This tag is for questions regarding the polite use of words or phrases.

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17
votes
3answers
9k views

May you please explain this?

At a family dinner, my 18 year-old niece asked my sister, "May you please pass the salt?" My sister said that she was impressed with her daughter's politeness, but that that particular wording was ...
-3
votes
1answer
96 views

Using “tell me” word on callI [closed]

I usually use the "tell me" on calls. For example when I pick up call I like to answer in this way: "Yes John, tell me" Is it a good practice to talk on call in this way?
4
votes
5answers
15k views

“Would” vs. “Will”

Which of the following sentences is correct and why? Please note that I "will" be working on another script this month. Please note that I "would" be working on another script this month. I should ...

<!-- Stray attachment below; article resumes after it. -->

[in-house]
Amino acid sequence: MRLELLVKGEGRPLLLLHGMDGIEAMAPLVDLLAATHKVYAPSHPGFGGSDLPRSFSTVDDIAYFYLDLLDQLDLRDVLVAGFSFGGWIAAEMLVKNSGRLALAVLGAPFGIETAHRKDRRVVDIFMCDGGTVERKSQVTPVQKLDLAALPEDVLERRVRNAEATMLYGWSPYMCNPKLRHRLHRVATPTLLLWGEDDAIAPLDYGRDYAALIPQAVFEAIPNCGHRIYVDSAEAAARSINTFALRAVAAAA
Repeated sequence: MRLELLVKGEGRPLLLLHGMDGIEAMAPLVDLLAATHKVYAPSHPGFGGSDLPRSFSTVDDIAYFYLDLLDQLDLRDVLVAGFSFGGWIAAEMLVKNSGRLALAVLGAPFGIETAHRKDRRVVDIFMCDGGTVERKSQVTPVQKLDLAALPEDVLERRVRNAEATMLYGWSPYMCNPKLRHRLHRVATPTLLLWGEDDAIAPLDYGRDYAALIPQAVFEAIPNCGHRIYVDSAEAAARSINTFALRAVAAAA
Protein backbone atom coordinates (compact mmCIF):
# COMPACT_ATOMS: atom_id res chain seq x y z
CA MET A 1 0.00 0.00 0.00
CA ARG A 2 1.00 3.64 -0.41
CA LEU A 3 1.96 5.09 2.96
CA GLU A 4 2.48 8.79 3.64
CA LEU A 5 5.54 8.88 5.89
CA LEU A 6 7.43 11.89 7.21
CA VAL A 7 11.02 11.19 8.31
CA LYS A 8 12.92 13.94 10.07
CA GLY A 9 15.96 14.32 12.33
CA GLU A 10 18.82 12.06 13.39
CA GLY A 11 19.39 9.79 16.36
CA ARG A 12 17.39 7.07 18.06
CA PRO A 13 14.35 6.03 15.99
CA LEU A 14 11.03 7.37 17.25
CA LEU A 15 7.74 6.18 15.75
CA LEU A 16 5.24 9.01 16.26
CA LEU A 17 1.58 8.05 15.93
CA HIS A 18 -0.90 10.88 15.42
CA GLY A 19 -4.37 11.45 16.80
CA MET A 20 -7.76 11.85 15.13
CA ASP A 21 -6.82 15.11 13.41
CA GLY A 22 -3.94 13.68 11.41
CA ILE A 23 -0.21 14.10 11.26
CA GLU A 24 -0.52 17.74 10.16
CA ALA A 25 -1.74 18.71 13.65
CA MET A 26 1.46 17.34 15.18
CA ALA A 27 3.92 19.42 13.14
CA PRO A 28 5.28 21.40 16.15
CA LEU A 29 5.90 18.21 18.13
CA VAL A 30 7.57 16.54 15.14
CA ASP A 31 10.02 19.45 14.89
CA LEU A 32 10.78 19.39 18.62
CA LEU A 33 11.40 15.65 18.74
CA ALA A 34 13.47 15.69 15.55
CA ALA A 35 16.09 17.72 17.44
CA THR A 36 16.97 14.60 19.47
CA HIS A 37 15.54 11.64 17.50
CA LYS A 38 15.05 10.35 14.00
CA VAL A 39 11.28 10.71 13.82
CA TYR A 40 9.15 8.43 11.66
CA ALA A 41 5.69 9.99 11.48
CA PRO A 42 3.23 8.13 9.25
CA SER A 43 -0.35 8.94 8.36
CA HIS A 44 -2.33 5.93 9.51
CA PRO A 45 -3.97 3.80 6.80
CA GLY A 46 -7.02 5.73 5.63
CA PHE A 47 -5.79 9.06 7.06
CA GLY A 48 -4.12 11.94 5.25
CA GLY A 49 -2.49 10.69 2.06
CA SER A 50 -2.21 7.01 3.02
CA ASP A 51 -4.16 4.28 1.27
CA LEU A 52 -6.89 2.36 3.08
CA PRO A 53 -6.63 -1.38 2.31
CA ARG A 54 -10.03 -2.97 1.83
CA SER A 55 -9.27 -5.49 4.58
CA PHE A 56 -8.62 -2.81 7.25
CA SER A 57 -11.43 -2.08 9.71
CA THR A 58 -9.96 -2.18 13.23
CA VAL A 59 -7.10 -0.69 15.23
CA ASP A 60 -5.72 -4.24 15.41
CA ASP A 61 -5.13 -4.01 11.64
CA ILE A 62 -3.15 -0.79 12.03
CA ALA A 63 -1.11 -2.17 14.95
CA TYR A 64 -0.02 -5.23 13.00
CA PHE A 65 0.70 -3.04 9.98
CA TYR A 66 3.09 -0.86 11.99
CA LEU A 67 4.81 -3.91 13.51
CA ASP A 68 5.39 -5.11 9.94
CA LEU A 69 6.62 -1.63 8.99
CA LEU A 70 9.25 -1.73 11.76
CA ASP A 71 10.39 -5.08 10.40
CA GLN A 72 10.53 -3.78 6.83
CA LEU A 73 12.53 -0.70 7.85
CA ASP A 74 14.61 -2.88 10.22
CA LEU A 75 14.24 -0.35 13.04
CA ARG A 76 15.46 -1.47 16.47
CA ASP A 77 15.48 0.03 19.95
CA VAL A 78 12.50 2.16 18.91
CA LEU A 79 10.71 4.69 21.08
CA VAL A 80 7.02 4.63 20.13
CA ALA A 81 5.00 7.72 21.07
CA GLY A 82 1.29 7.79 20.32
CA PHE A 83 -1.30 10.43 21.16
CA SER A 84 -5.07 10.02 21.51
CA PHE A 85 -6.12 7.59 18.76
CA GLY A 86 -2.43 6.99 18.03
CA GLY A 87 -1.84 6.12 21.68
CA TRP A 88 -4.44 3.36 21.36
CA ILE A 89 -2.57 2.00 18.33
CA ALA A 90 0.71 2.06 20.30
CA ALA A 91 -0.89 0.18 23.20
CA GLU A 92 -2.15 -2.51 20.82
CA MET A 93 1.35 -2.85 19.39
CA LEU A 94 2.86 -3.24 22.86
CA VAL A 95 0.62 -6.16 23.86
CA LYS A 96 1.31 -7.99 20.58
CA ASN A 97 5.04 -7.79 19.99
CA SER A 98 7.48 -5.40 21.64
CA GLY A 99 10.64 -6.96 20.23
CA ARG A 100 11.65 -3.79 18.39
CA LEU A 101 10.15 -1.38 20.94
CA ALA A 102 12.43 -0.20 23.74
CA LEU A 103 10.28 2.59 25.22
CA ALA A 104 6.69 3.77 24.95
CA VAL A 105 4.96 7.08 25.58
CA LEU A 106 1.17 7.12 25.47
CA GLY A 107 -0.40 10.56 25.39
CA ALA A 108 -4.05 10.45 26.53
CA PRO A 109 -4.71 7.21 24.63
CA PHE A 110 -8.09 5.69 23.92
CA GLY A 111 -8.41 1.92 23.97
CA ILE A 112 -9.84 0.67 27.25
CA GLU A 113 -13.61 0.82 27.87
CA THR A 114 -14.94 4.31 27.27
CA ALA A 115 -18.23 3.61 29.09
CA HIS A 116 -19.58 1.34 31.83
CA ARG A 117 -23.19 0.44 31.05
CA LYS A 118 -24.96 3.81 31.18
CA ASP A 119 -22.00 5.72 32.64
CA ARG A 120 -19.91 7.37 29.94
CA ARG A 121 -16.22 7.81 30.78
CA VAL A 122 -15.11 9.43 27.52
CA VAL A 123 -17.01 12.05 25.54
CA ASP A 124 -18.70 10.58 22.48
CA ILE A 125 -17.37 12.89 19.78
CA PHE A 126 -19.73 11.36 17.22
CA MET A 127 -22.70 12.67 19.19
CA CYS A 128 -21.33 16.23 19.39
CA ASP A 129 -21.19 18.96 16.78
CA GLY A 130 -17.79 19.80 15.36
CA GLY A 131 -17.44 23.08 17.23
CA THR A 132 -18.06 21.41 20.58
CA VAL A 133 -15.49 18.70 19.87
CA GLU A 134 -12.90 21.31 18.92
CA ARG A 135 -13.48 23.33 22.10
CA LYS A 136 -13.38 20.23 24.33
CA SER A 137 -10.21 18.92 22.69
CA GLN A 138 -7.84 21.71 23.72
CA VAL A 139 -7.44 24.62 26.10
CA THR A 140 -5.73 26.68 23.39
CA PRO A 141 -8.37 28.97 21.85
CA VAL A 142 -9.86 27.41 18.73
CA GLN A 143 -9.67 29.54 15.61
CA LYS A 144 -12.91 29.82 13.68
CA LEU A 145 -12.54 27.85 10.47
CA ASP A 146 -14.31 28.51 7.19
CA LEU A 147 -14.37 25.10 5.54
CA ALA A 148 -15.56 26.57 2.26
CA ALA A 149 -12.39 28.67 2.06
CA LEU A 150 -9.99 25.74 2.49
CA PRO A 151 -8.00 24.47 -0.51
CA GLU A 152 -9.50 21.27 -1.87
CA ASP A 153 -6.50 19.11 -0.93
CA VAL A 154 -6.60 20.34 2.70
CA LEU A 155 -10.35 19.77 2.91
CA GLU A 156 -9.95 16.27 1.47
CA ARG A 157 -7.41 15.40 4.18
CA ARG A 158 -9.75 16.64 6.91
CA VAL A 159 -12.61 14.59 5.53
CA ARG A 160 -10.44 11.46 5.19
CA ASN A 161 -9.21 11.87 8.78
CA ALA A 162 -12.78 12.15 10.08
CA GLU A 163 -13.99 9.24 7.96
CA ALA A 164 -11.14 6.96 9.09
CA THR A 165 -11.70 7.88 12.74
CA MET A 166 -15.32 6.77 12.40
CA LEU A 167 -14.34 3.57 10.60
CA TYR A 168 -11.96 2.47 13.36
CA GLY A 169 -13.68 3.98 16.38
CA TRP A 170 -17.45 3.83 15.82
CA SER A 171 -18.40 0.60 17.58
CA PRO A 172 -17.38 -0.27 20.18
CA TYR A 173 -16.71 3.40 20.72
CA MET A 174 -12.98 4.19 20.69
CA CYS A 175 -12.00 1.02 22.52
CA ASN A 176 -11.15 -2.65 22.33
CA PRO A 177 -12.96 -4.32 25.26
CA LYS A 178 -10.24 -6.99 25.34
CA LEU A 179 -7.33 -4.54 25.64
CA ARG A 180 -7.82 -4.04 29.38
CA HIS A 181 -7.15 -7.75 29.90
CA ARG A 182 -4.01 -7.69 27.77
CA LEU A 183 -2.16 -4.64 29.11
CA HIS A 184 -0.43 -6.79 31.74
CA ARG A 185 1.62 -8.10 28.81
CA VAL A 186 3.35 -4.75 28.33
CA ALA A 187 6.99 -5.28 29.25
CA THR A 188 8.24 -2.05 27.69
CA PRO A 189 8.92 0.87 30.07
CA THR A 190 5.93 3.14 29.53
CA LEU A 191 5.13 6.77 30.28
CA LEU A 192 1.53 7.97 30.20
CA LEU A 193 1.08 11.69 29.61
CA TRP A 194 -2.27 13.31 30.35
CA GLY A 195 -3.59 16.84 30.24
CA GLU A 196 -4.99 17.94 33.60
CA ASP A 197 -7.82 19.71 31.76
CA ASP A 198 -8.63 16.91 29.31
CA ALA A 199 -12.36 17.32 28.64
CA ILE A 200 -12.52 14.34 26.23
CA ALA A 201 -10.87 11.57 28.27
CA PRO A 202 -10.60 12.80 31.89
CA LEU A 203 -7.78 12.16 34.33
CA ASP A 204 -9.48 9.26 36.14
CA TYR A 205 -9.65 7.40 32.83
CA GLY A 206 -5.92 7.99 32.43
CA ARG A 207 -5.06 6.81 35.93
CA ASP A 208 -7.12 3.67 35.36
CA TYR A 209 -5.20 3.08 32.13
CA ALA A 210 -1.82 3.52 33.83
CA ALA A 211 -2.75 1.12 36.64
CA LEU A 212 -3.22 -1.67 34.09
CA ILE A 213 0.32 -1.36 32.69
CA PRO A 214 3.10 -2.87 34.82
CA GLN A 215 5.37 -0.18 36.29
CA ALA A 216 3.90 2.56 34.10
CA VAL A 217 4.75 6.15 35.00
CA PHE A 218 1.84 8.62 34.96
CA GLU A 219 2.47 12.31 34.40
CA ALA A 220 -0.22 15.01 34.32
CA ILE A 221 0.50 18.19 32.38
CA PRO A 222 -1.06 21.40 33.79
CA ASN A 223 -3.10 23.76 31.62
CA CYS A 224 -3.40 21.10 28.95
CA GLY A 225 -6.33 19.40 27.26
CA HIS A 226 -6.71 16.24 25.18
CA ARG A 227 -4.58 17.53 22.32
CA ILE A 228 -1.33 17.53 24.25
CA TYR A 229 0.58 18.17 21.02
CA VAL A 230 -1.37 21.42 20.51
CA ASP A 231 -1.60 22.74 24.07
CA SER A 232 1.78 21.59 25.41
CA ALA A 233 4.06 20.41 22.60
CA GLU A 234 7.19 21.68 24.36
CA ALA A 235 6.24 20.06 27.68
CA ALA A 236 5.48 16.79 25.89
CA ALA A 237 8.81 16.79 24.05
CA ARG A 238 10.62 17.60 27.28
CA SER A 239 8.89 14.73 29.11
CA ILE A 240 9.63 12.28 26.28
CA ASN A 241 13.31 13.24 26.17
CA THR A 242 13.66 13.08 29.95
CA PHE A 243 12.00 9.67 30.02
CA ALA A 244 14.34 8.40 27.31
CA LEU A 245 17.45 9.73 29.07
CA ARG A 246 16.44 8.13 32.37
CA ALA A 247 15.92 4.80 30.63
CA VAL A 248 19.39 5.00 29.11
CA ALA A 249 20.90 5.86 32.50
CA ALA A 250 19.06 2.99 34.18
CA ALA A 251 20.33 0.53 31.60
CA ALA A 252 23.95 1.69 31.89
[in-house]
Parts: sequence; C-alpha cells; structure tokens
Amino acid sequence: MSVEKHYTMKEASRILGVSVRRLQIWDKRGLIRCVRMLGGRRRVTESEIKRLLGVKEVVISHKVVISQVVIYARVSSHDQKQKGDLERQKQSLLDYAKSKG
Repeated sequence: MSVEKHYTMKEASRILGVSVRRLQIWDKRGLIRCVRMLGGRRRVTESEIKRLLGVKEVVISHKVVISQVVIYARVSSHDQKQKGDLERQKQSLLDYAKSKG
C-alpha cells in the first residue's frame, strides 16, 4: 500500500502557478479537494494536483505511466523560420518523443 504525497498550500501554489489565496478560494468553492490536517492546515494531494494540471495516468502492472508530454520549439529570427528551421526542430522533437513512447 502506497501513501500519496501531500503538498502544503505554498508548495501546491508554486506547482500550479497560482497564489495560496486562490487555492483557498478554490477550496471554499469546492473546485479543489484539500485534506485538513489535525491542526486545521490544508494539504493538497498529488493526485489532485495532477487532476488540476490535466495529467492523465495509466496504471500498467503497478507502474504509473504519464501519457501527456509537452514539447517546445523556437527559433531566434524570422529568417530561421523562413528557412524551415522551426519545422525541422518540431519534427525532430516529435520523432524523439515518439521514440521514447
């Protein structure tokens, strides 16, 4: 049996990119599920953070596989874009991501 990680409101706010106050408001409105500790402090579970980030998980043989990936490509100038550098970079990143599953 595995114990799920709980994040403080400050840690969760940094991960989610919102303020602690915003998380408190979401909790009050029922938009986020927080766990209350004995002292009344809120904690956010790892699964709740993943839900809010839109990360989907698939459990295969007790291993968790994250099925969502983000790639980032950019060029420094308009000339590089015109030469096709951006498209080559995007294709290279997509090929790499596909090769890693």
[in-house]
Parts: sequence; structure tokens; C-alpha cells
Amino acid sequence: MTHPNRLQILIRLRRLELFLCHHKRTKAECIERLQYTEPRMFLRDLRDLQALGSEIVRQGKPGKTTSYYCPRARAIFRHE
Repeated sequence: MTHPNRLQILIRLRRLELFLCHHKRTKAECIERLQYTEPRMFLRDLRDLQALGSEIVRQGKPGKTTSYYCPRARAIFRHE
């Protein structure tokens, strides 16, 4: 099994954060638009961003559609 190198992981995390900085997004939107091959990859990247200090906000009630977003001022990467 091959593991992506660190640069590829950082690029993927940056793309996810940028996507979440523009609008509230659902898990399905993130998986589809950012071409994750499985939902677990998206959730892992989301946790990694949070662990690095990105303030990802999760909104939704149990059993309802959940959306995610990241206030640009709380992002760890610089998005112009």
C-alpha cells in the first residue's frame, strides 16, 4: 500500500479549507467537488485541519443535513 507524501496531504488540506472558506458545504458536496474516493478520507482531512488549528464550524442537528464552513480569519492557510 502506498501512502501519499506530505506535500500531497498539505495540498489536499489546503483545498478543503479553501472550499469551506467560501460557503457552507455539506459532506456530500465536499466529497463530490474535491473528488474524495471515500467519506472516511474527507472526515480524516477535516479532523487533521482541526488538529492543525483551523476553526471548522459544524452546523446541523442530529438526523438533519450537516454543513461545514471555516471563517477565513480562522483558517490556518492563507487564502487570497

1
vote
4answers
658 views

Is “How do you … ?” a polite question to ask the right way to do things? [closed]

Sometimes I feel uncomfortable to say "How do you spell xxx ?". It sounds like asking his or her own way of spelling a word implicating that I am not necessarily expecting the correct answer. Is "How ...
3
votes
4answers
662 views

Is it customary to call the former President George W. Bush “W.”, and Mrs. Bush “Bar”, in public?

Maureen Dowd deals with the comments of the former first lady, Barbara Bush in NBC’s the Today Show in her article titled ‘Silver Fox’s pink slip’ in New York Times (April 27): “Asked on the ...
0
votes
0answers
49 views

Which form of address in motivation letter? [duplicate]

I am writing a motivation letter for a university in London, and I wanted to know which form of address is common? Dear Sir or Madam To whom it may concern Thanks in advance.
2
votes
2answers
2k views

Telling someone that they are rude [closed]

I happened to tell a co-worker today "I'm sorry to say this, but I think you are being rude by asking me to do XYZ despite me telling you repeatedly that I'm not going to be able to do it". I ...
1
vote
6answers
2k views

Polite/professional alternative to 'It turns out'

I have been tasked with coming up with a nicer phrase to use than 'It turns out'. It is to be used in situations like the below: 'It turns out' that we cannot... 'It turns out' that we ...
-1
votes
1answer
2k views